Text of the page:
Saturday, March 11, 2023

The Magic Flute, Mozart Produced by Roland Emmerich

This classic tale is all about a prince trying to save a princess and it starts with a monster attack. We typically do not see it this way, but Mozart’s most popular opera is a total quest fantasy. Therefore, maybe it isn’t totally inappropriate to combine it with elements of Harry Potter, just slightly goofy. Young Tim Walker does not simply study Mozart’s opera, he journeys into it in Florian Sigl’s The Magic Flute, produced by Roland Emmerich, which is now playing in Los Angeles.

Walker, a Sensitive Andrea Bocelli copycat, has been granted rare permission to join the student body of Hogwarts-like Mozart Academy of Music, because of the recent death of his alumnus father. Before he died, Walker’s father asks him to return the rare
Magic Flute manuscript he nicked from the school’s library. He tries to sneak it back his first night there, triggering the mystical portal to the world of The Magic Flute.

Accepting Prince Tamino’s quest, Walker constantly sneaks out of his room at 3:00 to reinsert himself into the opera. His disappearing acts thoroughly confuse his sidekick Papageno, the opera’s comic relief. Meanwhile, in the real world, his flakiness annoys his roommate, Paolo, and his prospective girlfriend, Sophie.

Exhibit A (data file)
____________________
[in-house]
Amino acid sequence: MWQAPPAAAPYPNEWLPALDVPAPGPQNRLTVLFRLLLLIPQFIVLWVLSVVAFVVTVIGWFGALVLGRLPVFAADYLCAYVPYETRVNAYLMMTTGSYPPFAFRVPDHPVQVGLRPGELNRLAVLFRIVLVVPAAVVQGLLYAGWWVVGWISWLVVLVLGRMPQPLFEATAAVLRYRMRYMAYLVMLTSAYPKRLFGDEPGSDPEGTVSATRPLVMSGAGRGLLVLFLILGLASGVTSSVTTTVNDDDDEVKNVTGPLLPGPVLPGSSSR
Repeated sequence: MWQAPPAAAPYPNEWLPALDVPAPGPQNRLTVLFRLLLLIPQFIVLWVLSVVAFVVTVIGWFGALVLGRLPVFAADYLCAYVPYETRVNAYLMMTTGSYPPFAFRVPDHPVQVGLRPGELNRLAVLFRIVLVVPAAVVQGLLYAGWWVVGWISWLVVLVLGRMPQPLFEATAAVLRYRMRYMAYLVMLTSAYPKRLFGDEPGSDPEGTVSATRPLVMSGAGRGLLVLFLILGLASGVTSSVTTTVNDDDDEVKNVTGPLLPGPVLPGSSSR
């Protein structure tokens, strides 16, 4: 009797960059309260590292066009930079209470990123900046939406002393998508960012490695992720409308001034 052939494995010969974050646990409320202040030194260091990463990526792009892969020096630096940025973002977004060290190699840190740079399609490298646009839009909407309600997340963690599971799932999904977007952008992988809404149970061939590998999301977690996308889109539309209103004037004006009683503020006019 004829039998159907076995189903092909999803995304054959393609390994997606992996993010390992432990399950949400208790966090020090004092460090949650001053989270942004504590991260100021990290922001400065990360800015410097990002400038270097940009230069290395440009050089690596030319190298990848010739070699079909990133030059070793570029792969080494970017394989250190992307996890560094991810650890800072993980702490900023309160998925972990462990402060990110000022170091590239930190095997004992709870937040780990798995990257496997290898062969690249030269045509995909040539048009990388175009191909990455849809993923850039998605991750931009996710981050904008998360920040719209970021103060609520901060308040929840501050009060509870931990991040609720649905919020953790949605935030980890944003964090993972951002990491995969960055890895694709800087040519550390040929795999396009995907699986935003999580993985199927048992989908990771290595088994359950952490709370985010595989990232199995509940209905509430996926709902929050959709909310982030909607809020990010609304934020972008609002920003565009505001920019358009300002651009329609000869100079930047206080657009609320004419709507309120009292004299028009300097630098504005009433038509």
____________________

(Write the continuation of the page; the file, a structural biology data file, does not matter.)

The look of both worlds is quite amazing. The “Potterizing” of
The Magic Flute is sometimes quite clever, but Walker really ought to be better prepared for the trials he faces, considering how intently he studies the titular Mozart opera.

Regardless, probably the best part of the film, both in terms of special effects and vocal delivery is the Queen of the Night, played by real deal opera diva Sabine Devieilhe. She definitely rises above the often-awkward-sounding contemporary English translation of Mozart’s libretto.

Nobody else can match her range, but wisely, Jack Wolfe and Niamh McCormack really do not try, as Walker and his potential real-world love interest. Instead, they perform some likable vintage pop. Their romantic chemistry is lightweight, but agreeable.

It is also ironically fitting to see F. Murray Abraham (Salieri in
Amadeus, as everyone should remember), acting like the guardian of Mozart’s legacy as Dr. Longbow, the headmaster. Iwan Rheon maintains a high energy level during his pratfalls as Papageno and his third act number with Stefi Celma’s Papagena is a crowd-pleaser. However, the angst surrounding Paolo the bullied roommate is the stuff of tiresome cliches.

It is weird that this
Magic Flute works as well as it does. Sigl should have given viewers more time with Wolfe and McCormack, because they click together. Emmerich, the blockbuster producer also incorporates a lot of professionally rendered spectacle. It looks great and the music sounds good, but the vocals will probably confirm traditionalist opera patrons’ biases against translations. Recommended for teens who want to try something a little classier, The Magic Flute is now playing in Los Angeles at the Laemmle NoHo 7 and Claremont 5.